My career anxiety is (probably) holding me back, can I get rid of it?
July 8, 2016 8:14 PM   Subscribe

Ever since graduating from university 6 years ago, I've been stuck in a rut about what to "do" with my life. How can I, finally, get out of this rut and get on a career path I truly feel comfortable with? I didn't miss the boat for career "success," did I? More details inside.

I guess I've never really had a true sense of where I wanted to go career-wise. In high school, aside from very, very vague fantasies about becoming a lawyer, I have to admit that I didn't think about my future career very much. Then when I went to university, I still wasn't thinking about my future career very much. I know, this was soooo dumb of me. I ended up getting a history degree. I chose something I liked, but I didn't think of the outcome. After I graduated in 2010, I spent 2 years doing what felt like nothing. I volunteered, worked retail, and eventually ended up going back to school for a library & information technology diploma. I enjoyed going back to school, I ended up getting pretty good student library jobs. After I graduated in 2014, it took me about 6 months to get a job as a school library technician. First part-time, now it's full time. I sort of enjoy the job, but it honestly doesn't feel "right" for me in the long run.

I've been feeling so anxious about my future, lately. I think I've always had a lot of low-self-esteem about my abilities, which lowered my ambitions to nothing. As a result, I find it hard to even imagine making a career change. Like, something about *me* making a career change feels unrealistic. I tend to doubt that it's even possible. It's so hard for me to imagine myself being capable of *doing* anything. Everything feels out of reach, which I know logically is wrong.

I've started seeing a therapist with the goal of working out a different career path, but I'm just so worried that I might've shot myself in the foot by ending up in the wrong field. I'm worried that if I dare to apply to another industry, they'd laugh at my resume! It's almost like I don't feel "good enough" to change careers, or find a career I'd actually enjoy (or one that would at least give me a decent income - which my current job does not). All of these anxieties makes it impossible for me to look at other career paths as realistic options, or even research the steps I would need to take to make a change.

I know seeing my therapist will definitely help, but what else can I do to feel confident enough to change careers? I can still realistically change careers, right?
posted by modesty.blaise to Work & Money (7 answers total) 8 users marked this as a favorite
 
There is no career boat. Doesn't exist.

I started my career running a theater company. Then I worked for Ernst & Young. Then I went back for a MFA and afterwards taught film history. Then I drifted into consulting and an accidental IT career, moving to Europe in the process. Now I work for a large Scandinavian company doing business development. I still get people who sniff at my cv, for sure, but I'm good at what I do and there is a strong case to be made that my diverse background has made me a much stronger coworker. And my last career change (in terms of content) was 3 years ago at north of 40. It is *never* too late to change careers.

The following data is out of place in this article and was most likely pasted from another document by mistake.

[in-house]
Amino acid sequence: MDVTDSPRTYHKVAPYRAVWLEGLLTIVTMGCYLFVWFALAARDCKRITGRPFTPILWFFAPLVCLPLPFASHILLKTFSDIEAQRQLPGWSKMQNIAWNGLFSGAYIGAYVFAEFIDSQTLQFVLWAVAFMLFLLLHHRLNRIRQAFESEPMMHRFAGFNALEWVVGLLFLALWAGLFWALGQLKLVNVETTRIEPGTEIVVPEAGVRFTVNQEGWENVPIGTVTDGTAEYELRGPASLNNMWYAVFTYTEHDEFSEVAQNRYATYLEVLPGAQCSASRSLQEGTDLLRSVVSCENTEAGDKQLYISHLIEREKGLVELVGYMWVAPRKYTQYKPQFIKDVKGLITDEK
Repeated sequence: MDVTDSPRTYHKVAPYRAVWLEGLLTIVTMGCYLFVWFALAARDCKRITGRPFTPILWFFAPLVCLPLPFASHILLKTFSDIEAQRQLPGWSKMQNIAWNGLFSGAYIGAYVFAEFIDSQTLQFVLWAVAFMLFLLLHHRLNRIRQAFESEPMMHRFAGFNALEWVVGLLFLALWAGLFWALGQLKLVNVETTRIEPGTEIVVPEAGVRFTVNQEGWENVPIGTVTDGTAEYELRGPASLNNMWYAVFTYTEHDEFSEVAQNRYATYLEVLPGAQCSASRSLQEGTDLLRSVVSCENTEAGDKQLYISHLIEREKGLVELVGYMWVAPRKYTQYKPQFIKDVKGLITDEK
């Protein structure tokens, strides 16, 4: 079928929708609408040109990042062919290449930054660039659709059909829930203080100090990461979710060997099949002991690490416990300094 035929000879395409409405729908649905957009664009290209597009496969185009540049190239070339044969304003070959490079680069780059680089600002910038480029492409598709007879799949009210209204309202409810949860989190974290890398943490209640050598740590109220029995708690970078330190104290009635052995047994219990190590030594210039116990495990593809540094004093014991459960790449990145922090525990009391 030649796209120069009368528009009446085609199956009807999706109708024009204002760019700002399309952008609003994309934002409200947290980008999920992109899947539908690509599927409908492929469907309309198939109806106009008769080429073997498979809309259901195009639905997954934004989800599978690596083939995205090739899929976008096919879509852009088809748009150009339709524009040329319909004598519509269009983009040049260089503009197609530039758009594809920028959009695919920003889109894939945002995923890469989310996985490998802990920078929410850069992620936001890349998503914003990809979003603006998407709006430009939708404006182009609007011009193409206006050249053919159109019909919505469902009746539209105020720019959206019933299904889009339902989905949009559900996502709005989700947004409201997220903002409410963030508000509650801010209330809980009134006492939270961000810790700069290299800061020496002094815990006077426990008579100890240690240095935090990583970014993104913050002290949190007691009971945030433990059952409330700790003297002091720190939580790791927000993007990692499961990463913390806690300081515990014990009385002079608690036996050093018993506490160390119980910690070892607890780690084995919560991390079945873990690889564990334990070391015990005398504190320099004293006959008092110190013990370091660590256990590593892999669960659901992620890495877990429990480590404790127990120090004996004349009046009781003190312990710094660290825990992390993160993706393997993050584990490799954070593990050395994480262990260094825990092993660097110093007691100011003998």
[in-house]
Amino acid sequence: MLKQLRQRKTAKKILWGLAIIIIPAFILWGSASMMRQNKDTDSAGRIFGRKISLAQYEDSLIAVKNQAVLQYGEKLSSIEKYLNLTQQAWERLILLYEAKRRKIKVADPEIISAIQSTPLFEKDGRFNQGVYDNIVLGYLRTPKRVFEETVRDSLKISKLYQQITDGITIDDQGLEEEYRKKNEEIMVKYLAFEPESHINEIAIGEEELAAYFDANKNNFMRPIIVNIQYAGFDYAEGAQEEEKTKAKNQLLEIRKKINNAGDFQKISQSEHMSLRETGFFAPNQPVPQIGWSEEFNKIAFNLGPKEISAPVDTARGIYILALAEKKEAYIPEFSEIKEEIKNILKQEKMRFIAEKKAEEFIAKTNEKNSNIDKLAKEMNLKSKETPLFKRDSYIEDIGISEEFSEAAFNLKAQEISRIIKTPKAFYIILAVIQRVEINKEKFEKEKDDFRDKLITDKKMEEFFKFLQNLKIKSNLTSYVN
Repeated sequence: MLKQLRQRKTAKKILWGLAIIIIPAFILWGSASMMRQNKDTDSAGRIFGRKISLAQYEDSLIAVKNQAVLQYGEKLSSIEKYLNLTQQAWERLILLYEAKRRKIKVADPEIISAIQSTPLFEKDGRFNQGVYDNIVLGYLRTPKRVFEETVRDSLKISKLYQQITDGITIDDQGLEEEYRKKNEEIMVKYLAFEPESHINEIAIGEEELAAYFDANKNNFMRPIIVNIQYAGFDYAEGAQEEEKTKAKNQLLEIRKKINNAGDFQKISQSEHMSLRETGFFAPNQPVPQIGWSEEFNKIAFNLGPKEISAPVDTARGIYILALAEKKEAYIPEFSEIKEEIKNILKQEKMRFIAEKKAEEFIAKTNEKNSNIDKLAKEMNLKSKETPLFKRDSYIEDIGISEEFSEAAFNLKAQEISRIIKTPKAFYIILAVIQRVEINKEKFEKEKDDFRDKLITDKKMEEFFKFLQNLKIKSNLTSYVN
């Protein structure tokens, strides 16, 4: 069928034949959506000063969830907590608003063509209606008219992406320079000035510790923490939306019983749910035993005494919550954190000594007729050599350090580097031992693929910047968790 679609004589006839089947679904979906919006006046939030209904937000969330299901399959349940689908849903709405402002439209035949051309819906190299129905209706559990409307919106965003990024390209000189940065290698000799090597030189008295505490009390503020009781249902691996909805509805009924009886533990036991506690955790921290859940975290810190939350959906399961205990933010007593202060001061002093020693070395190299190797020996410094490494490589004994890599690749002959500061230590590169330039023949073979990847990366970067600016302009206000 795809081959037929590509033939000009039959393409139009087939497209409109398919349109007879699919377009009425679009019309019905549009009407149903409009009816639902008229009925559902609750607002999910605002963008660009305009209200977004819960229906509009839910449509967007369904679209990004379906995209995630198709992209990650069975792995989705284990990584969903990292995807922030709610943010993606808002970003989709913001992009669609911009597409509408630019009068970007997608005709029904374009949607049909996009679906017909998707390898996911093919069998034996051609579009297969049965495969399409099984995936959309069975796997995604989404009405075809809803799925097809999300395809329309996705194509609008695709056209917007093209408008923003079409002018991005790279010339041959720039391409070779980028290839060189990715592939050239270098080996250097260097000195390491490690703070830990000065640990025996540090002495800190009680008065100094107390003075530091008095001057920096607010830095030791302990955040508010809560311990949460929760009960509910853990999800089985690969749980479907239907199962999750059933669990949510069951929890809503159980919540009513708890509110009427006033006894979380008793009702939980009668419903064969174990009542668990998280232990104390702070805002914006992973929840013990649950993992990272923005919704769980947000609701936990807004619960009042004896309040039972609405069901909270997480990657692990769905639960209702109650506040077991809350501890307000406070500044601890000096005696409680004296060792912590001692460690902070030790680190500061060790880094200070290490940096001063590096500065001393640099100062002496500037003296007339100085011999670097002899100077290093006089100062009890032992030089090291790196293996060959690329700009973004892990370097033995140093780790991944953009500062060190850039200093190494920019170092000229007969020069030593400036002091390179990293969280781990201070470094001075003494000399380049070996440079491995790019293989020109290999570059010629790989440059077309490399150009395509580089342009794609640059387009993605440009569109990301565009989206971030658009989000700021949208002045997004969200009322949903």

Rather than try to plan a perfect career, I would focus on what you like best and what you do best about your current job and think if there are related-but-different-jobs which can hit those high notes.
posted by frumiousb at 8:26 PM on July 8, 2016 [14 favorites]


Even if there were a perfect way to plan for your career (which there isn't), there wouldn't be any guarantee that that career will still be in demand 20+ years from now, or that you'll like it and be able to do it.

You could have gone into college 100% sure of what you wanted to be, and found out somewhere along the way that that career wasn't for you, for some reason. That's what happened to me.

Or you could have gone to law school, and only found out that being a lawyer wasn't for you after amassing five or six figures worth of student loan debt. Going to law school isn't a guarantee of a successful career. If it ever was, it isn't now.

Even if there were some career boat that you did miss, what could you do about that now? You can't change the past. It's not useful to think about how you messed up in the past, unless you think you're likely to make the same mistake again. If you do have some way of changing the past, make a career doing that. I think you'd make rather a lot of money...
posted by Anne Neville at 8:47 PM on July 8, 2016


There's no career advancement that doesn't come with some kind of risk. Comfort is overrated, learn to assess risk well and not be afraid of a little anxiety.
posted by Lyn Never at 10:00 PM on July 8, 2016 [1 favorite]


What do you enjoying doing? Not what sounds like a good career decision, but what do you like to do? I would start there and ask yourself "how can this interest of mine translate into something I can do professionally?".

That's what I did. I was very much the late bloomer education- and career-wise and didn't know what to "do with my life". For me, I knew I had to get some education in order to advance in the working world, but I didn't know what to choose.